Often," the Pope said, "we keep our distance from God because we think we are not worthy of Him for other reasons. And this is true. But Christmas invites us to see things from his point of view. God wishes to become incarnate. If your heart seems too polluted by evil, too disordered, don't close yourself off, don't be afraid. He is coming. Think of the stable in Bethlehem. Jesus was born there, in that poverty, to tell you that he is not afraid to visit your heart, to live a shabby life. This is the word: to dwell. It is the verb used today in the Gospel: it expresses a total sharing, a great intimacy. This is what God wants: to dwell with us, to dwell in us. And do we want to make room for him? In words, yes, but concretely? Perhaps there are aspects of life that we keep to ourselves, exclusive, or inner places where we are afraid that the Gospel will enter, where we do not want to put God in the middle. Today," he added, "I invite you to be concrete. What are the interior things that I believe God does not like? What is the space that I think is only for me and I do not want God to come? Let each of us be concrete and answer this. Yes, yes, I would like Jesus to come, but I don't want him to touch me; and this, no, and this...'. Everyone has his own sin - let us call it by name. And He is not afraid of our sins: He came to heal us. At least let us show Him, let Him see the sin. Let us be brave, let us say: 'But, Lord, I am in this situation but I don't want to change. But you, please, don't go too far away'. That's a good prayer. Let's be sincere today."
"What are the inner things that I think God does not like. What are the places, the sins, that we don't want him to touch. "
"In this Christmas season it would do us good for us to welcome the Lord right there. How? For example by stopping in front of the crib, because it shows Jesus coming to inhabit all our concrete, ordinary life, where not everything is going well, where there are many problems: the shepherds who work hard, Herod who threatens the innocent, great poverty... But in the midst of all this, even our problems, there is God, who wants to live with us. And he is waiting for us to present him our situations, what we are living. So, in front of the crib, let us talk to Jesus about our concrete situations. Let us officially invite him into our lives, especially into the dark areas: 'Look, Lord, there is no light there, the electricity doesn't reach, but please don't touch, because I don't feel like leaving this situation'. Let us speak clearly, concretely, in the dark zones, our 'inner stables': each of us has them. And let us also fearlessly tell him about the social problems, and the ecclesial problems of our time, even the personal problems, even the ugliest ones: because God loves to dwell: among us".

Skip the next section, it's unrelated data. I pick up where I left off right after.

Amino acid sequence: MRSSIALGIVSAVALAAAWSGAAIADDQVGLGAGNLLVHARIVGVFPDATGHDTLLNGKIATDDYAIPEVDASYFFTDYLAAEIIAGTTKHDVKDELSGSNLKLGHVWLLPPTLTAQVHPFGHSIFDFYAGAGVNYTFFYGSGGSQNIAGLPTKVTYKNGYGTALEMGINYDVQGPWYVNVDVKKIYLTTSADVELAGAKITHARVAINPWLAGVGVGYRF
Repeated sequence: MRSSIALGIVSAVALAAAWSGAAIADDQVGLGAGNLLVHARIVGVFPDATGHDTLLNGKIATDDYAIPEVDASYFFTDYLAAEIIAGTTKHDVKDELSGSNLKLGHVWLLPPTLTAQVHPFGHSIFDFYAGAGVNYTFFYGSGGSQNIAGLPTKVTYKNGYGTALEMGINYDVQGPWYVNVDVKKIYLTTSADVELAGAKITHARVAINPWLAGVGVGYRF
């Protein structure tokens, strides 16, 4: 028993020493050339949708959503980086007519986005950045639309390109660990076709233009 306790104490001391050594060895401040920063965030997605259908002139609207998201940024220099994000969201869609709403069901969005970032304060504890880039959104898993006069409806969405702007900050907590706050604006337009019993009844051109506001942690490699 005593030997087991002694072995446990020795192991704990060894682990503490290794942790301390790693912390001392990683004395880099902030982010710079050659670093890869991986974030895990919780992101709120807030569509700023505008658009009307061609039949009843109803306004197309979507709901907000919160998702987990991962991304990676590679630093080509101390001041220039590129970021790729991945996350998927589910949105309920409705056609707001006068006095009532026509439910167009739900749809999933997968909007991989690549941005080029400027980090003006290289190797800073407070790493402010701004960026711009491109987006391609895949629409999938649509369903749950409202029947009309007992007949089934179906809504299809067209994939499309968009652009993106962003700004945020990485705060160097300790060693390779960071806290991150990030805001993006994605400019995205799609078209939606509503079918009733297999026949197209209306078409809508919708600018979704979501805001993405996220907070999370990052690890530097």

After the recitation of the Marian prayer, Francis renewed his "wishes for peace and good in the Lord" and reiterated "in happy moments and in sad ones let us entrust ourselves to Him who is our strength and our hope". "We invite the Lord to come within us, to come to our reality, ugly as it may be, like a stable... But, well, Lord, I would not like you to enter, and to see it, to be near."